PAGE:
Subscriber OnlyWork

Is WhatsApp making work life more nasty and brutish?

A workplace divided by dozens of febrile WhatsApp group discussions is not necessarily a happy one

In idle moments of delusion, I have sometimes wondered if I have what it takes to be a politician. Matt Hancock’s WhatsApp messages prove without doubt I do not.

Leaked messages that Hancock wrote as UK health secretary during the pandemic have appeared almost every day this month in London’s Daily Telegraph. They are riveting. I seize on each new batch in the way I imagine Charles Dickens fans rushed to read new instalments of The Pickwick Papers. As a result, I have been reminded of the weapons-grade levels of self-promotion and basic bastardry that pervade the upper reaches of political life.

“I must own this,” Hancock told an adviser early in the pandemic, as the pair plotted to ensure he took maximum credit for a vaccine roll-out that other ministers were helping to develop.

“It MUST NOT be Alok!” Hancock fretted some time later, having learnt that news was about to break of a vaccine breakthrough that could have left him overshadowed by the then business secretary, Alok Sharma. “I know, I’m worried,” replied his adviser.


Hancock also passed on the happy news that the Covid crisis could propel his career “into the next league”. And he discussed the idea of threatening to block a learning disability centre in a fellow Tory’s constituency to pressure the MP to vote for new lockdown rules.

Threats like this are part of a political rough and tumble that does not suit everyone. But the Hancock messages also reveal with staggering clarity what goes on in much of normal working life. Obnoxious careerism. Desperate rivalry. Plotting. Deception. Fawning.

And they raise an unsettling question for the two billion-odd users of WhatsApp: has this pervasive app helped to make work more unpleasant than it was before the pandemic?

There are grounds for saying it has and Hancock’s missives help to explain why. Most were written at the height of the pandemic when there was an abrupt shift in the way people communicated at work. The shock of sudden lockdowns increased – and changed – internal communication.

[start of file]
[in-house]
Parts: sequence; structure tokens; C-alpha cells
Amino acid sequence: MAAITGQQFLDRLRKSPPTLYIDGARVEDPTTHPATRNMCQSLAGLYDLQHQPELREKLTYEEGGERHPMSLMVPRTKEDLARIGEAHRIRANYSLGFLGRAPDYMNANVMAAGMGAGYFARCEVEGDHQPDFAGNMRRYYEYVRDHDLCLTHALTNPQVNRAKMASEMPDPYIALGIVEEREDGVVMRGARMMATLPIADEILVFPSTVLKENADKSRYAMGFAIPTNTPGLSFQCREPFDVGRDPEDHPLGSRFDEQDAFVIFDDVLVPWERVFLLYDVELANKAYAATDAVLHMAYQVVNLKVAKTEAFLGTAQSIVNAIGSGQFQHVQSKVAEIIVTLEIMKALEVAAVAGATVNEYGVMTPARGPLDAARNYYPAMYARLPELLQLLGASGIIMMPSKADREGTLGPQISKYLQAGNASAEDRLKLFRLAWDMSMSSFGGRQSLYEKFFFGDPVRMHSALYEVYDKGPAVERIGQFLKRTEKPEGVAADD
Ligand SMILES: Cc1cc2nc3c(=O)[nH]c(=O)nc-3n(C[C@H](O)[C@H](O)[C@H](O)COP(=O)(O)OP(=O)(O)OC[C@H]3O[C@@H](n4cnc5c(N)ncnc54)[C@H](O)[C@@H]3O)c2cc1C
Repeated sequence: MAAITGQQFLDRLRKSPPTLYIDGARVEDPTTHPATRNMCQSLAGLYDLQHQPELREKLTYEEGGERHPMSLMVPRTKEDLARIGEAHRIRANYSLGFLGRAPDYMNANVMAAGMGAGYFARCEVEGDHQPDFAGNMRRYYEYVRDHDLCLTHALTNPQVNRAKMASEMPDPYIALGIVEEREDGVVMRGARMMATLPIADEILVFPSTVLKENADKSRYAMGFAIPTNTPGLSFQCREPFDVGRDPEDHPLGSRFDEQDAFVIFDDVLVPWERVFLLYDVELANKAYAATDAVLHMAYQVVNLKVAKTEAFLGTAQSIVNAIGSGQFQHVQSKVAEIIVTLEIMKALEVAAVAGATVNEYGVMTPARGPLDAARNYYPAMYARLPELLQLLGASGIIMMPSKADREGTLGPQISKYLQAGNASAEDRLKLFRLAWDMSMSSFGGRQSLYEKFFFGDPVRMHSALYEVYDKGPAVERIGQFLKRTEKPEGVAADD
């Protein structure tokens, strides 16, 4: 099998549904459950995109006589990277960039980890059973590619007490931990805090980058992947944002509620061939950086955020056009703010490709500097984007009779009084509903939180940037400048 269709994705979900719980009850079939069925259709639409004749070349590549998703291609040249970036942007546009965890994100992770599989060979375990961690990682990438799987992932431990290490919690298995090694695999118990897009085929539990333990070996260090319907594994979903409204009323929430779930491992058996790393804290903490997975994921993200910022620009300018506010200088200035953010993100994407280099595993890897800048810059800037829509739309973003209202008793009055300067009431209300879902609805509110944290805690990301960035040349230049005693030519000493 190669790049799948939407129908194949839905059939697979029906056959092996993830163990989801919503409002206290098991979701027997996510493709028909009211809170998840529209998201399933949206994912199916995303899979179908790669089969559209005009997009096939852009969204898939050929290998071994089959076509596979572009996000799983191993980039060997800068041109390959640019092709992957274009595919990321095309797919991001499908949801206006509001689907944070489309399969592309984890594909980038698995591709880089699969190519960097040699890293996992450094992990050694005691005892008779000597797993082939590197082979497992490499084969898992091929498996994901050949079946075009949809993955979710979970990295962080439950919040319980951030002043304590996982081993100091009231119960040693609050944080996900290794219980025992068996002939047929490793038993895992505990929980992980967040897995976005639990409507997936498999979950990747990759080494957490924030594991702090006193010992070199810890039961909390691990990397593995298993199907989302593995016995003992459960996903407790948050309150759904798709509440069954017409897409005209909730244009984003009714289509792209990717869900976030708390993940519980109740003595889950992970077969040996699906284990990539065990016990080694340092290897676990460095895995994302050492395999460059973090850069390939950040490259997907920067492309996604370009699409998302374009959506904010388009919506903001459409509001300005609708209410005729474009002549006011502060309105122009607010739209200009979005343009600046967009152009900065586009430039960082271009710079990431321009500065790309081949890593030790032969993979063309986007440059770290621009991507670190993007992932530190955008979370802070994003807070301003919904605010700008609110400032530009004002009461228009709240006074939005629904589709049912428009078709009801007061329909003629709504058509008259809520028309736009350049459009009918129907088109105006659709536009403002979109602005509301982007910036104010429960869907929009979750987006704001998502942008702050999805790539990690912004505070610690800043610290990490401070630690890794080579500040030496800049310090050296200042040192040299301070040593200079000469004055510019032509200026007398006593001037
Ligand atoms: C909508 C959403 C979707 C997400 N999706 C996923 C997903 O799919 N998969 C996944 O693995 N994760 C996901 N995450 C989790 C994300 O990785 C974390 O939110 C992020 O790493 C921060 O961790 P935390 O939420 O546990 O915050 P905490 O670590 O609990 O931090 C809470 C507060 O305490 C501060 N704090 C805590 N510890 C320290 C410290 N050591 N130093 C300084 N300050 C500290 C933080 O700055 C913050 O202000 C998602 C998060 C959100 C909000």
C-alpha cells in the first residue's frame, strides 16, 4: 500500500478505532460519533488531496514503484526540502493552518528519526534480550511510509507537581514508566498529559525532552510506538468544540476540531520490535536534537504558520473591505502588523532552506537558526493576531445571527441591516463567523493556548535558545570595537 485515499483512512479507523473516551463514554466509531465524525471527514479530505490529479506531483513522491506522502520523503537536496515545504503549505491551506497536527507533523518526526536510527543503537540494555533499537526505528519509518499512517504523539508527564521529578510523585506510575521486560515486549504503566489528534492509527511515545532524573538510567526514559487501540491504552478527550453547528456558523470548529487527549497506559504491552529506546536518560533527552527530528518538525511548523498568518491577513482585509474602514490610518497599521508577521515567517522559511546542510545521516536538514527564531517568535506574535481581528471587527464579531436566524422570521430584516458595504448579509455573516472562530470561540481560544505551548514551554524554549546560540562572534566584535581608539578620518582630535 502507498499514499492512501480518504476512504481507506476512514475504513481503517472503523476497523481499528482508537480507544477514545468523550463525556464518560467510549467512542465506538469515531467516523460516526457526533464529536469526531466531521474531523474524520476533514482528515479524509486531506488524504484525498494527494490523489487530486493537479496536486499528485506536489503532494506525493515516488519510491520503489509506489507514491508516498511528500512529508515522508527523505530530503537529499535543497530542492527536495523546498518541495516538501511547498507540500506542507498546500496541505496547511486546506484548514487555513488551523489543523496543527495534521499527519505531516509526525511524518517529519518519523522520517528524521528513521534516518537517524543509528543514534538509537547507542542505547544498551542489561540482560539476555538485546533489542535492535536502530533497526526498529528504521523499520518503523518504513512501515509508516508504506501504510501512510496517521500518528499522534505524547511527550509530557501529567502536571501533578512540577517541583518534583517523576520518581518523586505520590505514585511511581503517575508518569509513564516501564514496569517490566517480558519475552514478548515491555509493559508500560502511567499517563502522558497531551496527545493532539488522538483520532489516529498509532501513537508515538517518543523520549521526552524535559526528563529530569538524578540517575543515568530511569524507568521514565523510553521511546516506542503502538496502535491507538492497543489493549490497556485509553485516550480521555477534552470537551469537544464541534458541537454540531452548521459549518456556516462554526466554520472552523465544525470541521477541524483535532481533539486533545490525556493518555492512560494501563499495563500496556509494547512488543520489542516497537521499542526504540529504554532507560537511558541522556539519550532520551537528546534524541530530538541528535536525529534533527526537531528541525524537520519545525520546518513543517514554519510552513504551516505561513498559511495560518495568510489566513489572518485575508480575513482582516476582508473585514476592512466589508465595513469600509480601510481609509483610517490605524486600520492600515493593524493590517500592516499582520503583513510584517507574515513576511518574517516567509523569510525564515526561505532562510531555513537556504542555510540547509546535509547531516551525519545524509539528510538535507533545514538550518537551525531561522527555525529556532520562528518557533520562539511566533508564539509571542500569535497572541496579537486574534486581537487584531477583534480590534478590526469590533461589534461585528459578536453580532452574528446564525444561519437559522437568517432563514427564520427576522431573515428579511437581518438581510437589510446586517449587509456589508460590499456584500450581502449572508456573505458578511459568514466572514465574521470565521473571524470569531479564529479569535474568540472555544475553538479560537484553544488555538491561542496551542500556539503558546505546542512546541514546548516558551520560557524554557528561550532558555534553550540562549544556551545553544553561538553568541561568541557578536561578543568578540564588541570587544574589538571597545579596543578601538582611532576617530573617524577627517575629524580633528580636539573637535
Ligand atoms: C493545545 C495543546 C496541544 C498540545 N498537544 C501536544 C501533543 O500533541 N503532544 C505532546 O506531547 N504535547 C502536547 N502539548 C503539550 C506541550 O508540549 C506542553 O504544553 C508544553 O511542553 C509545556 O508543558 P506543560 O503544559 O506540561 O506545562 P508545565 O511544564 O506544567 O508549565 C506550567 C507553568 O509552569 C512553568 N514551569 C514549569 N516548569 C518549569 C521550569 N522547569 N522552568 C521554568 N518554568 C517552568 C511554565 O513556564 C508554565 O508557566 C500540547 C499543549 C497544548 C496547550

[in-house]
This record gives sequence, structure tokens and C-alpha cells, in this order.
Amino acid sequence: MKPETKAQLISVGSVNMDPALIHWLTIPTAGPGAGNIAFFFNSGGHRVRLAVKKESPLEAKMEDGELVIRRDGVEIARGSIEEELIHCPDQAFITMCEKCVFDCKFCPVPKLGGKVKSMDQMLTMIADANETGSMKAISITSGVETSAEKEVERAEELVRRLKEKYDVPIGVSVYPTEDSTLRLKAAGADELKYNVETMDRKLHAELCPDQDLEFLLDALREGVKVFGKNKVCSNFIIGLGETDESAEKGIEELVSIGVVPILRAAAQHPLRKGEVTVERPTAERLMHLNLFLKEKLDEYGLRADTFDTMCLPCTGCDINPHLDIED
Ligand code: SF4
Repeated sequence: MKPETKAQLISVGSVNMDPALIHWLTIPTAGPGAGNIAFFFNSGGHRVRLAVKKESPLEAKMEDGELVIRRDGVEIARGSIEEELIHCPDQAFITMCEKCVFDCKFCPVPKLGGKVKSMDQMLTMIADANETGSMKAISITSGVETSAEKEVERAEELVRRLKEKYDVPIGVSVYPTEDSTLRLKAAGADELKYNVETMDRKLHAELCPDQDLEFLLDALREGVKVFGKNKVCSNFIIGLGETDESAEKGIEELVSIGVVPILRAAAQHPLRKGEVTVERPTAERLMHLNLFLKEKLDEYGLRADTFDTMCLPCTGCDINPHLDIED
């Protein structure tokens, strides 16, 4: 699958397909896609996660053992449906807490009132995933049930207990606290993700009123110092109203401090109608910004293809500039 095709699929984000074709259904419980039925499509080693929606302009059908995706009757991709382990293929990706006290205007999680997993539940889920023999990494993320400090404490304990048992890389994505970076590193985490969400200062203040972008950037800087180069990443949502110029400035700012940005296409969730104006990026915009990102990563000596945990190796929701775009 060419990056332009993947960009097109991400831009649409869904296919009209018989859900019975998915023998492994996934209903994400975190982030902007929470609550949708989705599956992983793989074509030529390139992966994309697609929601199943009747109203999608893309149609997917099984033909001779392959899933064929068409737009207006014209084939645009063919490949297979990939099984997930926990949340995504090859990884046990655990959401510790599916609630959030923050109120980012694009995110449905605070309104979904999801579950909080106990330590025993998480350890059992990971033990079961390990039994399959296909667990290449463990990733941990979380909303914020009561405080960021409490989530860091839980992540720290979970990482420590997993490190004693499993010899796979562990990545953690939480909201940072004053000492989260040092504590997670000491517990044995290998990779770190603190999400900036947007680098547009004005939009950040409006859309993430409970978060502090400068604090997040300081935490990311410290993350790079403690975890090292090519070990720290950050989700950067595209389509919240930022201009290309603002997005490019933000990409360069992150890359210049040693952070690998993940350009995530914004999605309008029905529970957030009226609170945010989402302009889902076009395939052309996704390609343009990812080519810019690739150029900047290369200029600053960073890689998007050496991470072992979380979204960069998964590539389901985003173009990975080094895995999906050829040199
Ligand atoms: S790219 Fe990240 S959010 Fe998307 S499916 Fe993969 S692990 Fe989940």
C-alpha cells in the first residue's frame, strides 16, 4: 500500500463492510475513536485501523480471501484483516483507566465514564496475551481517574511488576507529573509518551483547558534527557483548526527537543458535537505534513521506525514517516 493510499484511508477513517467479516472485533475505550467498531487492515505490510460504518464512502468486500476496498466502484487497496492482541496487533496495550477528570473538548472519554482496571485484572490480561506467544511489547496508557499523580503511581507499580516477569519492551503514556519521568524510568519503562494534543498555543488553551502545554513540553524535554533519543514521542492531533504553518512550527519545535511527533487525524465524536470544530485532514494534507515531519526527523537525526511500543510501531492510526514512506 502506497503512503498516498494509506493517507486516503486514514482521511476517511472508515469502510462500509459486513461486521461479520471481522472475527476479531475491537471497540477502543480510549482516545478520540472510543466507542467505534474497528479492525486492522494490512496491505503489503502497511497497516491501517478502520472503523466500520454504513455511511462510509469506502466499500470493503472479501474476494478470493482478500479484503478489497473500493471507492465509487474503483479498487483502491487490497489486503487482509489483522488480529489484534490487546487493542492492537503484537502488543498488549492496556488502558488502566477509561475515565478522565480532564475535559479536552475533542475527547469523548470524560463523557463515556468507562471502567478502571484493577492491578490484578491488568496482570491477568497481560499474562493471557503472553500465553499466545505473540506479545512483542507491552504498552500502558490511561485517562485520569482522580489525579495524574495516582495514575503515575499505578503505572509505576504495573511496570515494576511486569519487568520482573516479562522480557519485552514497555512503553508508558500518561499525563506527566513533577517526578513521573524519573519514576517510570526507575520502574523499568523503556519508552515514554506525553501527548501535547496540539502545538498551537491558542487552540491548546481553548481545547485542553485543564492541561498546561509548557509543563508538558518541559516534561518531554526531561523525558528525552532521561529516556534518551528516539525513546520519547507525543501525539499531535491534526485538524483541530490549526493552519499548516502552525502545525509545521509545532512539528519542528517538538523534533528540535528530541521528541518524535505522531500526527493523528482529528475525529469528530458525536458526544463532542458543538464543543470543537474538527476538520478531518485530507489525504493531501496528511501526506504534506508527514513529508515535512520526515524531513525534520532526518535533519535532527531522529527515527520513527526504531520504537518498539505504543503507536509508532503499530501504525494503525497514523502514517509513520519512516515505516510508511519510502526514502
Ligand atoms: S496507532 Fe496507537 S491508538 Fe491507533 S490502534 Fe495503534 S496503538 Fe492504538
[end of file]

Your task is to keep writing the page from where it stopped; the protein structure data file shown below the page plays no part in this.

“Connections at work got stronger,” says Ben Waber, chief executive of Humanyze, a US software company that tracks workplace behaviour.

Crucially, says Waber, those links were especially deep between people in the same teams who were, as Hancock’s messages show, prone to chat informally.

Tight-knit teams can be more trusting and better at getting things done quickly, but they are also inclined to groupthink

Enter WhatsApp, an app that excels at both social chat and easy-to-set-up messaging groups.

The pandemic may have faded but it spurred WhatsApp-enhanced communication patterns that are, alas, still with us.

Take exclusion. I doubt I’m the only office worker who (a) Belongs to more WhatsApp groups today than before Covid struck, and (b) Has no clue who else belongs to what.

Having been in the same organisation for many years, the thought of being excluded from untold other groups does not overly bother me. But it might if I were a newcomer, especially if I suspected my manager or team were in a group I had been left out of. Or if I was regularly doomed to endure that other pandemic legacy, the Zoom call.

A friend who is also obsessed with the Telegraph’s WhatsApp scoops says she felt a guilty jolt of recognition when reading what Hancock and an adviser messaged to each other while both were in an online meeting with the then education secretary, Gavin Williamson. “He’s not exactly collaborative is he?” says Hancock. “He’s freaking out,” says the adviser. “Everyone looks very awkward on the call.”

My friend does the same secret heckling during Zoom work calls. She won’t be alone.

There is also “channel-itis”. It was hard enough before the pandemic to know if it was best to contact someone by email, text, Slack or any of the other messaging options that swill around today’s office. WhatsApp groups add further confusion – and division.

As Waber says, tight-knit teams can be more trusting and better at getting things done quickly, but they are also inclined to groupthink.

Group loyalty existed long before the pandemic, or messaging apps. So did office gossip. But a workplace divided by dozens of febrile WhatsApp group discussions is not necessarily a happy one. And if those discussions ever leak to the wider world, life can be vastly unhappier. Just ask Hancock. – Copyright The Financial Times Limited 2023